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Since Iv only raced on American sole, what is your opinion on the difficulty between learning the European style of track layout compaired to what we have here in the states.

Iv read so much on this topic when riders go to Europe to race. Is it that difficult to learn, Ben Spies never showed any signs of this handicap. What do you think?
I wouldn't make a sweeping generalization like that. The personalities of race circuits depend mostly on their designers, so commonalities are few. The international circuits we're familiar with from WSB and MotoGP have tough safety standards and high-end facilities, so those stand apart.

One of the critical factors in quickly learning a track is the margin for error. If the track is safe and run-off areas are plentiful, it's easier to push hard quickly.

But still, learning how to get every tenth out of a new track is very difficult, so Ben's performance is nothing short of incredible.
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Old 05-24-2010, 01:39 PM   #27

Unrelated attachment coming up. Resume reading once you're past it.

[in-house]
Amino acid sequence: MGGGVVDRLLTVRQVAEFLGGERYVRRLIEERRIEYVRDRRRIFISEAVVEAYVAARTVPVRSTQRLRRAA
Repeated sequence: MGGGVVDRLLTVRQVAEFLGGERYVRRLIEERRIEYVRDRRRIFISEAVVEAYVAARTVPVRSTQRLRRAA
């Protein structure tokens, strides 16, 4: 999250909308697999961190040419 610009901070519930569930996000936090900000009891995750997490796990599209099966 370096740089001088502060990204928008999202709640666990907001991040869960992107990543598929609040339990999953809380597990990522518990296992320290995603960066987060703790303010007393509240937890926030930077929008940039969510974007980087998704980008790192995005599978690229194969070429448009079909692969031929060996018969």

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Isn't your first name Harry?........
That's "Harold".

I'm only "Harry" to my Friends..........
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Old 05-24-2010, 07:41 PM   #28
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I wouldn't make a sweeping generalization like that. The personalities of race circuits depend mostly on their designers, so commonalities are few. The international circuits we're familiar with from WSB and MotoGP have tough safety standards and high-end facilities, so those stand apart.

One of the critical factors in quickly learning a track is the margin for error. If the track is safe and run-off areas are plentiful, it's easier to push hard quickly.

But still, learning how to get every tenth out of a new track is very difficult, so Ben's performance is nothing short of incredible.